Sunday, August 16, 2015

Post #8 Galibier! Télégraphe! Oh Yeah, This IS a bike vacation!!

This was such a spectacular day. Words cannot capture the absolute grandeur of this ride. Oh Hell, let's give it a try.The ride plan for the day:
  • Drive the White Paddy Wagon up to the Lautaret. 
  • Warm up a bit. 
  • Then Climb the South Face of the Galibier. 
  • Celebrate. 
  • Descend in joyous anticipation to Valloire. 
  • Climb the South Face of the Télégraphe (which is a little hind-tit of a Col). 
  • Celebrate. 
  • Descend to St. Michel de Maurienne in somewhat joyous/anxious anticipation. 
  • Commemorate our presence there for a second consecutive day. 
  • Then turn around and start W.O.R.K.
Our Crew comprised Ticket, Whip Gingerhammer, Ullrich and Herr Doktor.

FUN FACTS ABOUT OUR ROUTE (Wikipedia is pretty neat!)
Col du Galibier (el. 2,645 metres (8,678 ft)) is a mountain pass in the southern region of the French Dauphiné Alps near Grenoble (unless the tunnel is out). It is the ninth highest paved road in the Alps and the sixth highest mountain pass. It is often the highest point of the Tour de France.

It connects Saint-Michel-de-Maurienne and Briançon via the col du Télégraphe and the Col du Lautaret. The pass is closed during the winter. It is located between the massif d'Arvan-Villards and the massif des Cerces, taking its name from the secondary chain of mountains known as the Galibier.

From the south, the climb starts from the Col du Lautaret (el. 2,058 metres (6,752 ft)) and is 8.5 kilometres (5.3 mi) long at an average gradient of 6.9% (height gain: 585 metres (1,919 ft)) with a maximum of 12.1% at the summit.

Let's Get it Started!



We started right where the graph above gets Nantucket Red. And no I am not gay. Note that Yeti and Wife covered this route from Briancon on this same day, which covers the entire graph listed above. They slept late, as Yetis do, and rolled from the house. SuperK stopped at the Lautaret, and the Brazilianed Hairy Monster climbed the whole thing. This is all I know about their Ride. And here are a few pics. They look like they had fun, right?



Yay Us! 



Todd's Bike Makes a Great Background!

My Kit is Older than that Glacier!


OK - back to the vertical saga. We kept a pretty controlled pace up the first climb. Everyone finished in less than 50 minutes.Wattage varied by the mass of carcass each pulled up the Hill.

Here is the Ticket at the top:

Sorry Dude, You Still Can't Fly

Here is Ullrich:
That...Was...Easy...

And here is Dr and ME:
When you write the blog, your pictures are naturally bigger.

After photo ops, we began the bombing process. I am kind of a Puss when it comes to many things, including going fast down European switchbacks with no guard rails. So, as my brakes were put to max use, everyone, but particularly the Dr, gained max time. He stopped in Valloire, ordered an espresso and a Nutella Crêpe and commenced to defiling the bathroom of the establishment. The rest of us caught up eventually. Crêpes and espresso all around! So Euro!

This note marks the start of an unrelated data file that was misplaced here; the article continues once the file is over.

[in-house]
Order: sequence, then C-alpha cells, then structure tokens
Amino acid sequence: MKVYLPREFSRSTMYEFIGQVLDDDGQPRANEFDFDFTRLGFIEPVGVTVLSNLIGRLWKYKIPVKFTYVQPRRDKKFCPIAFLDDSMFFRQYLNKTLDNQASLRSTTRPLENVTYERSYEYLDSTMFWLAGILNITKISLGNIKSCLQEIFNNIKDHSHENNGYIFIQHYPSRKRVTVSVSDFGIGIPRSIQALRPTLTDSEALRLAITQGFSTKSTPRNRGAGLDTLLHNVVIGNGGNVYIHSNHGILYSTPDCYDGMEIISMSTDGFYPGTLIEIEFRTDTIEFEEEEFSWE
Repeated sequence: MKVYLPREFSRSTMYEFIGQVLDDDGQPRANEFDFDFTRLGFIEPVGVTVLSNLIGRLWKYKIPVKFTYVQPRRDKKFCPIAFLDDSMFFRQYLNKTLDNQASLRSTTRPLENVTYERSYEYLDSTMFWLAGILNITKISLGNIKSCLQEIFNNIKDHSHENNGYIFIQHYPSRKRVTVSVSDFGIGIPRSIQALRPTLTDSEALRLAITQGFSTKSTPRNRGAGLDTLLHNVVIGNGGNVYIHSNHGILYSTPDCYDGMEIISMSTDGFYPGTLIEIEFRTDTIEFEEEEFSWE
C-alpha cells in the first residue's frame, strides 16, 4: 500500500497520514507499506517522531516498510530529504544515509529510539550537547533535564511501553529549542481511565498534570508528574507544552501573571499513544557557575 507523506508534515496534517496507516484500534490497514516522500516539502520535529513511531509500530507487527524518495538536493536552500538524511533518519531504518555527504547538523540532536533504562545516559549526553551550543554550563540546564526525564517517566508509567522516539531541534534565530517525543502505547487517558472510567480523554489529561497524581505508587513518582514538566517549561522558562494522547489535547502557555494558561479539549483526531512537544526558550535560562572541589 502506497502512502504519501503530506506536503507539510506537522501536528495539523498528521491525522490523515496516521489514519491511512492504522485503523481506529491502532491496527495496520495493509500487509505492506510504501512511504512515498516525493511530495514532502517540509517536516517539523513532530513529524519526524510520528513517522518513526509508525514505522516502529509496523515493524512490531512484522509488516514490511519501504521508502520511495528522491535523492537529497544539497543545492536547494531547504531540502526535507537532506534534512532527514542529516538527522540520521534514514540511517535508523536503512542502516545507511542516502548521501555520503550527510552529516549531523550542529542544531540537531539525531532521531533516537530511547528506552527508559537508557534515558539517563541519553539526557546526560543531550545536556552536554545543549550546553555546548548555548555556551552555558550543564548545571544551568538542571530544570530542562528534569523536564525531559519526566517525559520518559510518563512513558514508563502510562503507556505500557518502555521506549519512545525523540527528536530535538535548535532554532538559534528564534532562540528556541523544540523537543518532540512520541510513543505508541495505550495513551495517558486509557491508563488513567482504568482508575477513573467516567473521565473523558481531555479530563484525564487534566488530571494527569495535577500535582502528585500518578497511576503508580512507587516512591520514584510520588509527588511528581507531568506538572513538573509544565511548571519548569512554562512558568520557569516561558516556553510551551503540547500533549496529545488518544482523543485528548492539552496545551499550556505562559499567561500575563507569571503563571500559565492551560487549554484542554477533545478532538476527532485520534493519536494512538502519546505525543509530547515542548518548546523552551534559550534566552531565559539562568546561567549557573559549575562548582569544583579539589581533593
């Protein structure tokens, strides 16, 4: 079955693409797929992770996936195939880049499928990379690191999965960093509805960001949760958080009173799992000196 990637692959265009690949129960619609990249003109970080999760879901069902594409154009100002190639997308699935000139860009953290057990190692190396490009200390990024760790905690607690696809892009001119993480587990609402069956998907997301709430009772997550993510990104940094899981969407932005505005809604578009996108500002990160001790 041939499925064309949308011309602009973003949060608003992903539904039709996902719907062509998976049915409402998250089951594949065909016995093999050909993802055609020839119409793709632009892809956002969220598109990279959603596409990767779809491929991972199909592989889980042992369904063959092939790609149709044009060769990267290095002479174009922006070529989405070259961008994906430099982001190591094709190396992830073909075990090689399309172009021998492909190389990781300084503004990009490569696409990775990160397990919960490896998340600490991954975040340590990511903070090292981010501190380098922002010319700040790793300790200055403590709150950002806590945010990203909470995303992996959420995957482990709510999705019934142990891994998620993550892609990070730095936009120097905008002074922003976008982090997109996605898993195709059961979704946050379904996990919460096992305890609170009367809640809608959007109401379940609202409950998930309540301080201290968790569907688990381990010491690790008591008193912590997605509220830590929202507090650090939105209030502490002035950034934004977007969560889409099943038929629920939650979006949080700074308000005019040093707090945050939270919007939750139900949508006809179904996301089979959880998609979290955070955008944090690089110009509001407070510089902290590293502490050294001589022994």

At this point in the ride, the Ticket decided both sides of the Galibier were enough for one day. Fully understandable, given his Grenoble accident,** and his Dwayne Schintzius body mass. we bid the big fella au revior,* rolled out of Valloire and started the climb up the South side of the Télégraphe. Before we knew it, we were in celebration mode again!

South Side of Télégraphe Smiley Face

As you can see behind ME, the road was pretty busy with our two-wheeled brethren. Truly amazing how many cyclists were on the Mountain. As we bombed down to the valley, we passed tons of Italians, Australians, French, English. Not too many Americans.

He's got a big mouth!

We bombed to the bottom, back to the town where we watched LeTour.



Once in St. Michel, we could descend no more. At this point, we were fully pregnant. I felt it inspiring to share some insight that Jack (cycling coach and a veteran of Alps Cols) gave me regarding our day's ride plan. When asked about the feasibility of a Galibier/Télégraphe out and back, the question triggered a thoughtful pause. After reflection, Jack said "That....would be a long day in the Alps." Given that we had just descended for about an hour, this was kind of a "no-shit" moment for Doc and Ullrich. Still, when a powerhouse like Jack (all 135lbs of him) judges an effort difficult, it makes one pucker up appropriately.


More Galibier/Télégraphe Climb Facts-
From the north, starting at Saint-Michel-de-Maurienne (including the Col du Télégraphe), the entire climb is 34.8 kilometres (21.6 mi) long, gaining 2,120 metres (6,960 ft) in height (an average of 6.1%). The actual climb to the summit starts at Valloire and is 18.1 kilometres (11.2 mi) long at an average of 6.9% (height gain: 1,245 metres (4,085 ft)). The maximum gradient is 10.1% at the summit.



The Col du Galibier was first used in the Tour de France in 1911; the first rider over the summit was Emile Georget, who, with Paul Duboc and Gustave Garrigou were the only riders not to walk. None of us walked, by the way. Of course, back in 1911, they rode single speeds, carried their own spare tyres, and smoked cigarettes/drank whiskey to recover.

The climb up the Télégraphe was awesome. I followed Doc relatively closely, and we regrouped with Ullrich at least once. The grades on the climb were a very consistent 7%, and shaded by trees nearly the entire climb. Switchbacks aplenty, and tons of cyclists in front of us to focus on.